First Impressions are Overrated

“You don’t get a second chance at a first impression.”

You’ve heard the saying before; likely more times than you can recount. Logically, it’s a statement that can’t be disputed – one can only do anything for the first time once, just like you can only do something for the 7th time once. I can only go sledding for the first time once. Likewise, I can’t try sushi for the first time twice. Obviously the weight of the statement lies in the importance of first impressions.

I’m not trying to downplay the importance of first impressions in every circumstance. Our brains are hardwired to make immediate judgements. Not only is this built in as a survival instinct, but it also serves to simplify the incomprehensible amount of information our brains encounter over the course of a lifetime. There’s no doubting that a first judgement carries a lot of weight. In an instant, or a Blink, as Malcolm Gladwell puts it, many of life’s crucial decisions are made.

A job interview, for example, is an instance where the interviewer can, and often will, write a prospect off within the first 20 seconds, or sooner. The instant they detect poor eye contact, bad posture, or inadequate vocal quality the next 3-5 minutes become nothing more than an act of formality. When an employer is barraged with hundreds of applicants and a couple dozen interviews, a quick judgement is a helpful filtering device.

This is one of a limited set of examples where the first impression should carry a lot of weight.

However, the more common scenario in most people’s lives includes repeated exposure. When meeting the girlfriend’s parents for the first time, it’s a safe bet that your nerves will be stirring much like they would be during the job interview. Of course they would be, getting the parents’ acceptance is akin to passing a test. You’ve had it beaten into your head that the first impression is invaluable. This results in a perception of having a window of opportunity, and it’ll start closing at first glance. Undoubtably, this pressure will result in a Ben Stiller – Meet the Parents moment.

Or how about when you’re thrust into a new social setting. Something comes over us that alters our normal personalities. We feel a certain sense of urgency to impress. When the first poorly received joke is delivered, the remainder of time results in a downward spiral, presumably self induced.

Conversely, imagine meeting the girlfriend’s parents with the understanding that, if she likes you enough to keep you around, there will be more than one opportunity for them to get to know you. If your personality is something in which an adult might not approve of, then nervousness is appropriate (first impressions are the least of your issues). More likely, your personality is an asset and a reason shes letting your name sit on her Facebook profile page (the ultimate test of relationship status). If we relinquish this false sense of first impressions then suddenly the tension for perfection can subside and the Gaylord Focker within us all will vanish.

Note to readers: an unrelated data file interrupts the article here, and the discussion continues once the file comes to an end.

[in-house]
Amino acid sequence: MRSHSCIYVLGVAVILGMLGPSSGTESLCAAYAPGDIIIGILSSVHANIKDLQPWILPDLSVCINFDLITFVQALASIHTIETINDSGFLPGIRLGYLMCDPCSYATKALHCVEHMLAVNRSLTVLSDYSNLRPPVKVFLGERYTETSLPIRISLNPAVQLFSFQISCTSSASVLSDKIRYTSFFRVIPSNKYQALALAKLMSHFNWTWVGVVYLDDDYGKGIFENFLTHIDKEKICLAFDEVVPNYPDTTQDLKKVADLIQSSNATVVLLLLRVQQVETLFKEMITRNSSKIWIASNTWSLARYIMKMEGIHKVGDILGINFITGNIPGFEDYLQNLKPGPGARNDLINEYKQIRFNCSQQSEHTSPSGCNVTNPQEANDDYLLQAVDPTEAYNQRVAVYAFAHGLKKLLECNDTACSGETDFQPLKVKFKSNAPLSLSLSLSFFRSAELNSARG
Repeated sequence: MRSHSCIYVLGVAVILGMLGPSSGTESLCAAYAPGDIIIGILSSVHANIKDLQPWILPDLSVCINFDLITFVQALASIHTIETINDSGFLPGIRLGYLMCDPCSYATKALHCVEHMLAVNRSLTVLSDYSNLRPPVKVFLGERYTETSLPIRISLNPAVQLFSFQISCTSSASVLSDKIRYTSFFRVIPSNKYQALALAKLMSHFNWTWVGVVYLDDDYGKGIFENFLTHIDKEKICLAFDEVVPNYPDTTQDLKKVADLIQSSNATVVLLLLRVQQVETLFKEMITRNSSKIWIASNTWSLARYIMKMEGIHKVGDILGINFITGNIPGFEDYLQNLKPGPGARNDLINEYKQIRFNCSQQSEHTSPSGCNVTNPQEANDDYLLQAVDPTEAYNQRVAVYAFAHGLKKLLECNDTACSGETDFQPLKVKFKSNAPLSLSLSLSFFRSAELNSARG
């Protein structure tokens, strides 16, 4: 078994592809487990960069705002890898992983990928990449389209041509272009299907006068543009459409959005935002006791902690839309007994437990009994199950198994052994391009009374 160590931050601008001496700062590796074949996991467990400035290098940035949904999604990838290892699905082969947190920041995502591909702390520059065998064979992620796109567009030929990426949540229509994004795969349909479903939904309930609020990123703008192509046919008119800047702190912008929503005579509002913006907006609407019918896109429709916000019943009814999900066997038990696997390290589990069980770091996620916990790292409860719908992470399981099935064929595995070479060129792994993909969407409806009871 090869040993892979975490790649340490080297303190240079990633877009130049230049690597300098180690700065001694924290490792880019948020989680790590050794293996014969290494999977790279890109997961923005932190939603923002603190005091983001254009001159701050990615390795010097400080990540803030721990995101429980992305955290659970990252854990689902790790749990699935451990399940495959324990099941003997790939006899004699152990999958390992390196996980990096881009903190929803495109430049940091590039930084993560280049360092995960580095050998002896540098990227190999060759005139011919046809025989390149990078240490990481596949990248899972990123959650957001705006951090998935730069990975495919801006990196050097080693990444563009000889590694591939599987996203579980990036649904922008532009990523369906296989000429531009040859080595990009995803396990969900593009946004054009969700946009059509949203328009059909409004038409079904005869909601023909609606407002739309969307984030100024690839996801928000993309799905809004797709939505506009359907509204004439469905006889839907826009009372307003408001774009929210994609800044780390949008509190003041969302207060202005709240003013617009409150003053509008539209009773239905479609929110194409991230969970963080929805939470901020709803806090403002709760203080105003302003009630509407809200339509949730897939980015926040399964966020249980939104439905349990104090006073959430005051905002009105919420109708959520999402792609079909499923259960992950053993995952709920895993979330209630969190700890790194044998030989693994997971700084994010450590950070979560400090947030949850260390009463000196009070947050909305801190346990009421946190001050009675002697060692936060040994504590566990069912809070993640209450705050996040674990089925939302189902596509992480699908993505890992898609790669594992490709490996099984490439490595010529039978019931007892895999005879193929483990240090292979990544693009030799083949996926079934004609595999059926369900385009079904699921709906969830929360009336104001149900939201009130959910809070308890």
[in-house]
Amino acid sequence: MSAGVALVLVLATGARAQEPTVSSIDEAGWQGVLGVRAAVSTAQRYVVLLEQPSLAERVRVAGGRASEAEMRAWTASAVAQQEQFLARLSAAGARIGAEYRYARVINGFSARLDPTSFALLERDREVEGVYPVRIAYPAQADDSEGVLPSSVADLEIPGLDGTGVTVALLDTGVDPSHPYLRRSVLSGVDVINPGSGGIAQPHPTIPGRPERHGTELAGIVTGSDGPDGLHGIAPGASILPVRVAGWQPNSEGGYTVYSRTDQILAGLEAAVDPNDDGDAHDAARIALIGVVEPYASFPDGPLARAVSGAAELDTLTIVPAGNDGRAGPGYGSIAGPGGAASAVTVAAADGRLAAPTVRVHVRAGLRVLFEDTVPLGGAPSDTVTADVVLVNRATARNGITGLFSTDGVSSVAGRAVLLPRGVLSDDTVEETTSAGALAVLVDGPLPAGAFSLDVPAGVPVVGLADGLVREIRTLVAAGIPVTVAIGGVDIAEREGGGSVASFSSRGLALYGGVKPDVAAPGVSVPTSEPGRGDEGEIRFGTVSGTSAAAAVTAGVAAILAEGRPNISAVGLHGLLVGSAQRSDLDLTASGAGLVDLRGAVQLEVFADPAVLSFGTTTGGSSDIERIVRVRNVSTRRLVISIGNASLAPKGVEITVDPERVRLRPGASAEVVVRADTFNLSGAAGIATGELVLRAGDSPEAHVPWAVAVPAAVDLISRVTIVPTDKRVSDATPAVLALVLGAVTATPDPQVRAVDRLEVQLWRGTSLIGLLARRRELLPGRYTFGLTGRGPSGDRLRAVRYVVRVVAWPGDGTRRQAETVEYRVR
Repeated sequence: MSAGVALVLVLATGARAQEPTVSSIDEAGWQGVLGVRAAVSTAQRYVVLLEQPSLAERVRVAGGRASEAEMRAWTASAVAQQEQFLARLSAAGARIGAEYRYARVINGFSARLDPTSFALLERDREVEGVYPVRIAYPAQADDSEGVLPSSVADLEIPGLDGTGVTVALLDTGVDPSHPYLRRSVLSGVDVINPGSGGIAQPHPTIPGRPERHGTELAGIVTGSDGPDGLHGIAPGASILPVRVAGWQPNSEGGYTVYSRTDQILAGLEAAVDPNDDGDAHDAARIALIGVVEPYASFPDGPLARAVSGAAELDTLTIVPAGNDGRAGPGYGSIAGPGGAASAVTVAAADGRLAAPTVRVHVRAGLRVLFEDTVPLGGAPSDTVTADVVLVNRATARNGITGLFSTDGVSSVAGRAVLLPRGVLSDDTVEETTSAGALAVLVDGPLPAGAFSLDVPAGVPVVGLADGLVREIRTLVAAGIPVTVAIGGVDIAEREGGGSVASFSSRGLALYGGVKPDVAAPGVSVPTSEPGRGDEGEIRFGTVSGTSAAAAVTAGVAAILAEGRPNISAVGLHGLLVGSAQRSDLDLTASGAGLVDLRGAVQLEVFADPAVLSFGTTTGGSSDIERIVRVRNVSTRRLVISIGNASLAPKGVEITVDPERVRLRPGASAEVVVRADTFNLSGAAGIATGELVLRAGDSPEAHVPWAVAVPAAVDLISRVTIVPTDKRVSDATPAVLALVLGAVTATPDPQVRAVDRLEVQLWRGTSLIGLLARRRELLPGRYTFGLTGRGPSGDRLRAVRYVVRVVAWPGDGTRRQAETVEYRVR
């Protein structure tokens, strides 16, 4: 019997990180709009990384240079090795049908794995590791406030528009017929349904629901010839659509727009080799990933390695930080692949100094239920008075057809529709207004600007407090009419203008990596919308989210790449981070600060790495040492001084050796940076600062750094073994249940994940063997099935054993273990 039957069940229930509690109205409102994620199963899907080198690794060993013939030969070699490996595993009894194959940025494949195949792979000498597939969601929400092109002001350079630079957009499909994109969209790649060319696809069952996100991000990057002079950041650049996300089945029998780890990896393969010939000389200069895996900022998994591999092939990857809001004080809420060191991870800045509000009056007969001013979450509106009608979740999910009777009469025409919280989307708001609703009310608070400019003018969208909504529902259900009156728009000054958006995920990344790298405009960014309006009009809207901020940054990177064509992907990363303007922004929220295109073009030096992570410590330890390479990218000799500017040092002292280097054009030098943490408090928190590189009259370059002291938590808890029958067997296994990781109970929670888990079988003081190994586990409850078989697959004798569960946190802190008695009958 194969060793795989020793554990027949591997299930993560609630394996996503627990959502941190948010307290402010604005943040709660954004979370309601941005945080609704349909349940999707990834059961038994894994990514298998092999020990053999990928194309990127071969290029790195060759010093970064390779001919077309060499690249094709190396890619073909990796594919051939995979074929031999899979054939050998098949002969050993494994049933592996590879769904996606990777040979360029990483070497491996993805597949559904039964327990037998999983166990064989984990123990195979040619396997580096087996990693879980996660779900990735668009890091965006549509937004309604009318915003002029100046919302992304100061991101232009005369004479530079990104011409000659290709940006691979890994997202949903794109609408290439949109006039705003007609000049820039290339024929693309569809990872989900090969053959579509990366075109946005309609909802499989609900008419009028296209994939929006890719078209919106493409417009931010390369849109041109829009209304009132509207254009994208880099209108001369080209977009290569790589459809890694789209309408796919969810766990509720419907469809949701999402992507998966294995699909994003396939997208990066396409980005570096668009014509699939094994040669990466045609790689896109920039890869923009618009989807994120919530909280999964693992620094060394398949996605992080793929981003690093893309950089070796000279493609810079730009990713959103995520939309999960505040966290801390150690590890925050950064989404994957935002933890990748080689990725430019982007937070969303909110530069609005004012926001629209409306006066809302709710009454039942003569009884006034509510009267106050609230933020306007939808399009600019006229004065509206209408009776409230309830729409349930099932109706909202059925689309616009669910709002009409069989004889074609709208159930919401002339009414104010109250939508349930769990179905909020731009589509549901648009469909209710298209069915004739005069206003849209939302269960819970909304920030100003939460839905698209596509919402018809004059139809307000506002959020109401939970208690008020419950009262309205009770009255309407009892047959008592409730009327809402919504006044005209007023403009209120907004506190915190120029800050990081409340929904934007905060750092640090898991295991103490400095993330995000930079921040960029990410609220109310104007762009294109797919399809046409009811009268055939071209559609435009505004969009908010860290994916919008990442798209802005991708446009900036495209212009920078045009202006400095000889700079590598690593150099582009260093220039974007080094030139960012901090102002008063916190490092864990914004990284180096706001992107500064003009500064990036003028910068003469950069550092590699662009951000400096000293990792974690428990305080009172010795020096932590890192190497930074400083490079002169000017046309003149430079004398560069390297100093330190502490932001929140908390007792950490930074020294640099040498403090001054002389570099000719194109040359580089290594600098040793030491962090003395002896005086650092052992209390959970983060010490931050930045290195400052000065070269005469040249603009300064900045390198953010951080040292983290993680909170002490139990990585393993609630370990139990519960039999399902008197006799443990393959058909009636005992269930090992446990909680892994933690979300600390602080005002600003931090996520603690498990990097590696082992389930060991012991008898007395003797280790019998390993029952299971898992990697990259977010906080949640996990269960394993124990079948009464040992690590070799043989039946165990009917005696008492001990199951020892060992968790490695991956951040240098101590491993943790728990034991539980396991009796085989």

In my own personal experiences with friends, co-workers, or really anyone in my close personal network, my first impressions are merely a distorted version of the image that I currently have painted. More often than not, the person that you’re encountering for the first time feels a similar pressure make a good first impression. The result is a pair of people portraying phony personalities (alliteration at its finest). It’s very possible if you connect with someone immediately, you’ll end up hating that person a couple of weeks later. Similarly, if the first few minutes around the new co-worker tests your gag reflex, in a few Saturdays, you’ll be volunteering your free time to share a drink with them.

The misleading perception of first impressions doesn’t apply exclusively to human interaction. Take music for example (assuming your iTunes library isn’t loaded with top 40). Some of my favorite albums were painful to get through the first time through. There’s a sense of auditory relief when I finally get to the album’s first single. Slowly, as I get more familiar with the music, the sounds begin to make more sense. The following month, this album is on permanent repeat and I’m skipping over the quickly exhaustible single.

My point is not that our first impressions are likely to be wrong. Sometimes it’s tough to get through an album for the first time because it’s your first experience with a bad cd. My goal is to shed light on the importance of repeated exposure, and to put the initial impression in perspective. Try not to over-generalize someone’s personality based on the 30 second interaction you had with them in passing. Similarly, don’t beat yourself up over your initial portrayal if it didn’t go perfectly. They’ll get a better sense of the album the second time through.

After all, you only get one chance at a second impression.